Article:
There isn't a lot of new news to report. Patrick is still with us, and he's still (very) stable. We have him on a regiment of relaxants and pain medication to keep him comfortable, so he's sleepy much of the day (and night). He has a few windows of wakefulness (usually late morning and then again in the early evening), but it's not always consistent. He seems to really hear and understand what we are saying when he's awake, but he's not able to communicate at all with us. There are no more eyebrow raises, hand squeezes, thumbs up or mumbled words to discern. Instead, we're learning to read his body for signs of agitation, stress, discomfort or fatigue.
We spend much of our time with him massaging his (shrinking) muscles, relaxing his tensed joints, re-arranging his pillows for better breathing and sleeping positions, and clearing out various orifices so that he has clean passageways to breathe. Soft music plays around the clock, and between his Aveda lotion-ing products and his lavender air freshener, his room is almost spa-like. (Not a bad place/way to live out your last few days, eh?) For the most part, he seems comfortable and comforted, but it's challenging to know how much he understands or grasps what is happening to him. We do our best to remind him of our love for him, and reassure him that he has nothing to fear in leaving us, as we trust he is going to much better, healthier, joy-filled place. (I of course say this confidently to him with tear-stained cheeks, as I'd really rather that he stay here with us, helping me to raise a healthy, happy family together. But, alas, I don't think it will work out like that.)
With each new day, I dread that it could be his last. And with each goodbye, I fear that it's our final parting. And yet, he continues to hold fast. We have no idea how long this dying process will take: it could be weeks or months. I feel fortunate to be able to spend more time with him, to leave no word unsaid or kiss ungiven before he passes...and yet the ongoing daily grief is really hard, to say the least. Perhaps it's similar to the last days of my pregnancy with Cecilia, when I felt huge, uncomfortable and so anxious to meet her. I knew what the end result would be, but I didn't know when it would come, or how it would precipitate. So, too, here I know that he'll pass, at some point, but I don't know when or how...and perhaps it's better that way.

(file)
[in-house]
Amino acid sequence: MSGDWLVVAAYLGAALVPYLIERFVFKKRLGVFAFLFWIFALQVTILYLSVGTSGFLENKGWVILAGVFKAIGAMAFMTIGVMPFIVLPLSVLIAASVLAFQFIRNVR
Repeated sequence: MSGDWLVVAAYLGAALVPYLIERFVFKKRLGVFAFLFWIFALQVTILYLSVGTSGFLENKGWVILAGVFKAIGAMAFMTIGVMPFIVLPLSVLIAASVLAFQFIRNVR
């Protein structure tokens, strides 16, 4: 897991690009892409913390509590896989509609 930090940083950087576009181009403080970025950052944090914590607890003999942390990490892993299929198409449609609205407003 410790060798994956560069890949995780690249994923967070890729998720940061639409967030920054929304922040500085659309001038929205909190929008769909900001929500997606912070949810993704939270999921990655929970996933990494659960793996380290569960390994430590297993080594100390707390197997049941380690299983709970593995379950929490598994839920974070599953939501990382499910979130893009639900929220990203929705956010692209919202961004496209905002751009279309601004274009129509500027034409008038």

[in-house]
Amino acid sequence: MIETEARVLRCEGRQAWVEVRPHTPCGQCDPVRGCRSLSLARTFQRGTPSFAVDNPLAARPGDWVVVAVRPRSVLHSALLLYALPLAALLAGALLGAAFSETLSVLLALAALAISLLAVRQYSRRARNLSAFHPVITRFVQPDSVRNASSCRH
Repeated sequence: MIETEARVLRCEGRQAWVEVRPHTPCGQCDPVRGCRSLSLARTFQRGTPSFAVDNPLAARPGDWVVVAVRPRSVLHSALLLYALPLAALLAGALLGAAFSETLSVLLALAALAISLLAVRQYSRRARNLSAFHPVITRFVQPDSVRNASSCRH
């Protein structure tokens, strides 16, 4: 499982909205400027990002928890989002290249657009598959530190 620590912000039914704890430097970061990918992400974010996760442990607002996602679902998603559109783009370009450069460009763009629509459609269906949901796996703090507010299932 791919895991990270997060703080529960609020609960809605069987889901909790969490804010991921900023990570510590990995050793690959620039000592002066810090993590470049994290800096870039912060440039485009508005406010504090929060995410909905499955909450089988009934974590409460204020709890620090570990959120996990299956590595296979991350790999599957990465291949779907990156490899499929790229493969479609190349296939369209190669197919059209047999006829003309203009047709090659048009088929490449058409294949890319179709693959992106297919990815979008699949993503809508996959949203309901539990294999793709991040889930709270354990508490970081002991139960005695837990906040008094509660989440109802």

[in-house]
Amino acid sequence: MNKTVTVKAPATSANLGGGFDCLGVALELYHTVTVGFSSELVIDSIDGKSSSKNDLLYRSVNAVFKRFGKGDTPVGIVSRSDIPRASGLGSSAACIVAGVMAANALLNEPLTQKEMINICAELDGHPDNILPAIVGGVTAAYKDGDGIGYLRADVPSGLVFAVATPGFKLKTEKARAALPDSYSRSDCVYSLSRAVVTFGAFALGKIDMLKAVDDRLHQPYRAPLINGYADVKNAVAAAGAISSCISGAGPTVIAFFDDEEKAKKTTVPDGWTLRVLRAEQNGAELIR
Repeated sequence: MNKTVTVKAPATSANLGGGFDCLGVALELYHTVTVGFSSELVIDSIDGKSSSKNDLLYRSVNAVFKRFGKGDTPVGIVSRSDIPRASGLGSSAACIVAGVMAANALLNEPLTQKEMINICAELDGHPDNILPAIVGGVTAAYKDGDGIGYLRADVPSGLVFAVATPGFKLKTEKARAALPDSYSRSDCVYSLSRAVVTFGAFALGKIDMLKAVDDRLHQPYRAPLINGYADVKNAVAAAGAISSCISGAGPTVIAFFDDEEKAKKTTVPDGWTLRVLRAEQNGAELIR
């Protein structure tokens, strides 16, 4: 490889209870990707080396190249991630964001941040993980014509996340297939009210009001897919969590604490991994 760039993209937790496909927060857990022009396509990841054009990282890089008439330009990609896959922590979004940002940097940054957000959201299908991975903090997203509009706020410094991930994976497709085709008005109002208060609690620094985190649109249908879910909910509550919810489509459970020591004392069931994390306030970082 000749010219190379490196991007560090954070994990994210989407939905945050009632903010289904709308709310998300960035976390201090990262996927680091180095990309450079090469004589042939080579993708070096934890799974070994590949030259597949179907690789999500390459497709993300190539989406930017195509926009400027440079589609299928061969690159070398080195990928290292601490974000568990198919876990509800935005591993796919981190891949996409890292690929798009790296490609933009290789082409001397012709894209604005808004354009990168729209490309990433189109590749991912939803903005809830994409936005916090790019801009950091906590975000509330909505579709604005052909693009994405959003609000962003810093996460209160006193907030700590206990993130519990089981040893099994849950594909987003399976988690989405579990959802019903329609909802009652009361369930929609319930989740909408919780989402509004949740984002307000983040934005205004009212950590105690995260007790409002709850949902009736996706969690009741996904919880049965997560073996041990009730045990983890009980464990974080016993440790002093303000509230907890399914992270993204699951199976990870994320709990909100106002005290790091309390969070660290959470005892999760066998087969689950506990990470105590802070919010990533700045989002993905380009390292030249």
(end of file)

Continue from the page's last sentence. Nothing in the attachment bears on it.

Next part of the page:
Cecilia went to Boston with my sister Amy, "my Mimi", as Ceci says. She was very excited to board an airplane with her new rolling backpack and purse full of goodies. As she confidently strode away from me, looking far more grown-up than she is, pulling her carry-on, and daintily holding her purse in front of her, she shouted back, "bye, Mom! I go to Bah-ton with my Mimi!" She's having a blast with her cousins, and probably less aware of my grief, or my constant trips to the hospital. It's a gift to be able to concentrate on PK's care for now, while knowing that she's happily in good hands.
If you'd like to visit Patrick, or come say goodbye, please do. In general, one of us is there with him from about 9am-10pm, so feel free to stop on by. He'll most likely be asleep when you come, but I trust that he hears us, and knows of our presence with him. (Just please don't try to coordinate your visit with me; I'm barely answering phone calls or emails these days, as it's so hard to regurgitate the latest dismal updates, and I don't always know when I'll be at NIH, etc.) Check-in with one of Patrick's sisters, or our priest, David Hanke, if you feel the need to coordinate a visit or get the latest info.
Thanks for your continual prayer and support. Your love, along with the comforting love of God, continues to give us strength for this long, hard journey.